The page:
The waning of the year begins
With Oak King’s necessary demise.

For what lay sleeping within
The growing splendor of Holly’s
Fertile embrace is the promise
Of Light’s return at the peak of
Winter’s darkened and snowy face.

And, once again the two shall meet
Oak strengthened by slumber’s rest.
The end of darkness near;
The Holly King, his energy spent
Shall relinquish crown as
Oak reigns renewed.

The Oak King and the Holly King are part of Celtic mythology, and are often seen as aspects of the Green Man. They are usually considered “twin gods,” or sometimes two aspects or manifestations of the same god, often the Horned God. The Oak King rules the Summer months (and is sometimes called the “Summer King”) and the Holly King rules the Winter months (and is thus called the “Winter King”). The God in this form acts as guardian and keeper of the natural world through its cycles of waxing and waning light. He ensures that all will be well and all will continue and be sustained.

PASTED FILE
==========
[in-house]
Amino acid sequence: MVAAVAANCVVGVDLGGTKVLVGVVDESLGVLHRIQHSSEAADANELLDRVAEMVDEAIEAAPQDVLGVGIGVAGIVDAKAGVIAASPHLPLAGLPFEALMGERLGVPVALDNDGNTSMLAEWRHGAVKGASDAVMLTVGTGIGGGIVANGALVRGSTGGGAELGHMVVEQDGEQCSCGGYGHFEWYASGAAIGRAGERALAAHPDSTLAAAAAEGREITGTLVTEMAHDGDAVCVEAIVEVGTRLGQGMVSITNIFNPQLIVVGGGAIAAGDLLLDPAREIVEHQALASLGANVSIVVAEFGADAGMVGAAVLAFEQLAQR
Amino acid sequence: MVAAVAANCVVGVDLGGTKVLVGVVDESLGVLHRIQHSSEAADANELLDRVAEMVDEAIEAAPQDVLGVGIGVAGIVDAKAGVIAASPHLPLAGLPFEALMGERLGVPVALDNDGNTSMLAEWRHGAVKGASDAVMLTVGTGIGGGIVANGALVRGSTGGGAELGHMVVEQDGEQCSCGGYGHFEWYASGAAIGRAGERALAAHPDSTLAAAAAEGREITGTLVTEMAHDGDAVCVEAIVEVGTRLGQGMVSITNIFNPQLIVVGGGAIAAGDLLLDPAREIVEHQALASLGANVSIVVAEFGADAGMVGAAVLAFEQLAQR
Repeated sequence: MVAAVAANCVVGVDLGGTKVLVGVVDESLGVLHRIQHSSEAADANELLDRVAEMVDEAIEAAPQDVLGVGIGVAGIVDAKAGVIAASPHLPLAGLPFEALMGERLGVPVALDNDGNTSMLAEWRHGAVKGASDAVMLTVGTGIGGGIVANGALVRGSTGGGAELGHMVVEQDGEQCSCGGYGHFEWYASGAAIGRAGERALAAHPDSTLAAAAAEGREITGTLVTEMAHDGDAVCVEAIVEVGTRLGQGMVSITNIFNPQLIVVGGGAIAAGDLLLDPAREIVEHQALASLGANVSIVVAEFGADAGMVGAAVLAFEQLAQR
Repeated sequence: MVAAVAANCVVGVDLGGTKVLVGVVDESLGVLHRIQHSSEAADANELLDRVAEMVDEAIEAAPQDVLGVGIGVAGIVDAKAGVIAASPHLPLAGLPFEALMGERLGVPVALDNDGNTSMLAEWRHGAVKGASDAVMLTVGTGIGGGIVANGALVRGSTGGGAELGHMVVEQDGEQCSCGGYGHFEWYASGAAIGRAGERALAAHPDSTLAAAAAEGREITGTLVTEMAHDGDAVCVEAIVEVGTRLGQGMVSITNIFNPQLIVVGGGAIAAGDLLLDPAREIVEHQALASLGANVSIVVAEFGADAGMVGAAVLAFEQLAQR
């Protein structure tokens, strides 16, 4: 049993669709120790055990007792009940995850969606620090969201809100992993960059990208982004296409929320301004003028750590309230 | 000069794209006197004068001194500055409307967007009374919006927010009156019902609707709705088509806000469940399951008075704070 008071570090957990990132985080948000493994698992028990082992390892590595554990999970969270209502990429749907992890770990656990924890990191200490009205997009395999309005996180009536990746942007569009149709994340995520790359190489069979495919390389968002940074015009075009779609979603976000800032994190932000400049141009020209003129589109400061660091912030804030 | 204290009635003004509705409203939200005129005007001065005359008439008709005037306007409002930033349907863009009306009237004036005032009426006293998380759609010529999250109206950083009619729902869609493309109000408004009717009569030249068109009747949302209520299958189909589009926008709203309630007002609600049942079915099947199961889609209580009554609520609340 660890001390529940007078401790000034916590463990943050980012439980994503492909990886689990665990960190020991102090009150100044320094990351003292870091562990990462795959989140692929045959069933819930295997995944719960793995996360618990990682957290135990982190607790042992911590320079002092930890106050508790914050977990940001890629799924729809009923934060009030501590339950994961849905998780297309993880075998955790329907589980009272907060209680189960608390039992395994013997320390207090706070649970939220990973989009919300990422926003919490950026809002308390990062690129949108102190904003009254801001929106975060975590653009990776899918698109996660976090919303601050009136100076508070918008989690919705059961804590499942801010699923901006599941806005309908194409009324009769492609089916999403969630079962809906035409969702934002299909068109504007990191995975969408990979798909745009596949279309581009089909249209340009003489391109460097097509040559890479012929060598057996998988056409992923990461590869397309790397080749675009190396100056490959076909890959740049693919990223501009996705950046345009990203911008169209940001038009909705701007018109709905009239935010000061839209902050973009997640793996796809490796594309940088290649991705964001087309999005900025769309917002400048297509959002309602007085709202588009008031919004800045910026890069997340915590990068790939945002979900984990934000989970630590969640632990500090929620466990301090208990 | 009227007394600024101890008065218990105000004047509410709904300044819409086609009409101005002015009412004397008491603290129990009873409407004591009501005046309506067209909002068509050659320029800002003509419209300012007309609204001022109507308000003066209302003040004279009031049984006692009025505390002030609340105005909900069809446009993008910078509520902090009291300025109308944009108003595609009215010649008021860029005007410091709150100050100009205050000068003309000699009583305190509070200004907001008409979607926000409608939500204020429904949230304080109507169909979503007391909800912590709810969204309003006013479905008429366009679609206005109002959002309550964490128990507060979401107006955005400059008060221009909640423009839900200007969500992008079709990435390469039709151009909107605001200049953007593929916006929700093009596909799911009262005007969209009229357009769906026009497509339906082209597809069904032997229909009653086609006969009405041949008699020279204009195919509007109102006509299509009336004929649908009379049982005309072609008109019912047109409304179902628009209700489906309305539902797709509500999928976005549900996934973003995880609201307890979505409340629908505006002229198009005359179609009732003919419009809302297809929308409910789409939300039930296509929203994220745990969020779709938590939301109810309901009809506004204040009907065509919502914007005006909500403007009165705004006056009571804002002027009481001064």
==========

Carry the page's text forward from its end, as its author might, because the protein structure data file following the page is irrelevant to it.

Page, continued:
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The Oak King is usually celebrated at Yule and heralds the return of the Light, spring and new growth and the Holly King is generally celebrated at Litha, as the Light begins to lessen in preparation for harvest and winter. A battle is enacted at those times and the victor of the new season takes his place as guardian. They are twin reflections of an inner polarity of Light and Dark and the battle that takes on the inner landscape as we move towards acknowledgement and embracing of our own Divine nature.

Foundations of Practice: (Available on Thursday)
Meditation
A Pathworking of the Season

Next Post
The Eight Sabbats of the Witch’s Wheel of the Year

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8 Responses to The Cycles of the God and Goddess Through the Wheel

  1. hocuspocus13 says:

    Reblogged this on hocuspocus13 and commented:
    jinxx xoxo

  2. Pingback: Foundations of Practice: Meditation Lesson #4 | A Witch's Sacred Journey

  3. FairyWitch says:

    Really nice article! 🙂 Greatly written. Loved the poem of The Holly King and Oak King.

  4. Pingback: Review: Casting a Queer Circle | Dowsing for Divinity